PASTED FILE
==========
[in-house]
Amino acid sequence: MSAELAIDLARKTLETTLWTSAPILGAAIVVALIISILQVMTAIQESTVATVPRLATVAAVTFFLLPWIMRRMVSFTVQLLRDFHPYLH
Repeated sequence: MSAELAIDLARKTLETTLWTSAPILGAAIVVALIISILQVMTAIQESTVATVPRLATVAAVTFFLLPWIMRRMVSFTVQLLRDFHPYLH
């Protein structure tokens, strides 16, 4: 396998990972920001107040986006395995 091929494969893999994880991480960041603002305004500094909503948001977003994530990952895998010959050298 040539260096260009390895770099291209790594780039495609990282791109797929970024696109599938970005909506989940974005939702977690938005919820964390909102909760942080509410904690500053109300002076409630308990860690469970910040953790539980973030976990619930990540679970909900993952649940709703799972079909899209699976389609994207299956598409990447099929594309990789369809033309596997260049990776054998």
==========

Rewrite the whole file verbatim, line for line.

[in-house]
Amino acid sequence: MSAELAIDLARKTLETTLWTSAPILGAAIVVALIISILQVMTAIQESTVATVPRLATVAAVTFFLLPWIMRRMVSFTVQLLRDFHPYLH
Repeated sequence: MSAELAIDLARKTLETTLWTSAPILGAAIVVALIISILQVMTAIQESTVATVPRLATVAAVTFFLLPWIMRRMVSFTVQLLRDFHPYLH
């Protein structure tokens, strides 16, 4: 396998990972920001107040986006395995 091929494969893999994880991480960041603002305004500094909503948001977003994530990952895998010959050298 040539260096260009390895770099291209790594780039495609990282791109797929970024696109599938970005909506989940974005939702977690938005919820964390909102909760942080509410904690500053109300002076409630308990860690469970910040953790539980973030976990619930990540679970909900993952649940709703799972079909899209699976389609994207299956598409990447099929594309990789369809033309596997260049990776054998």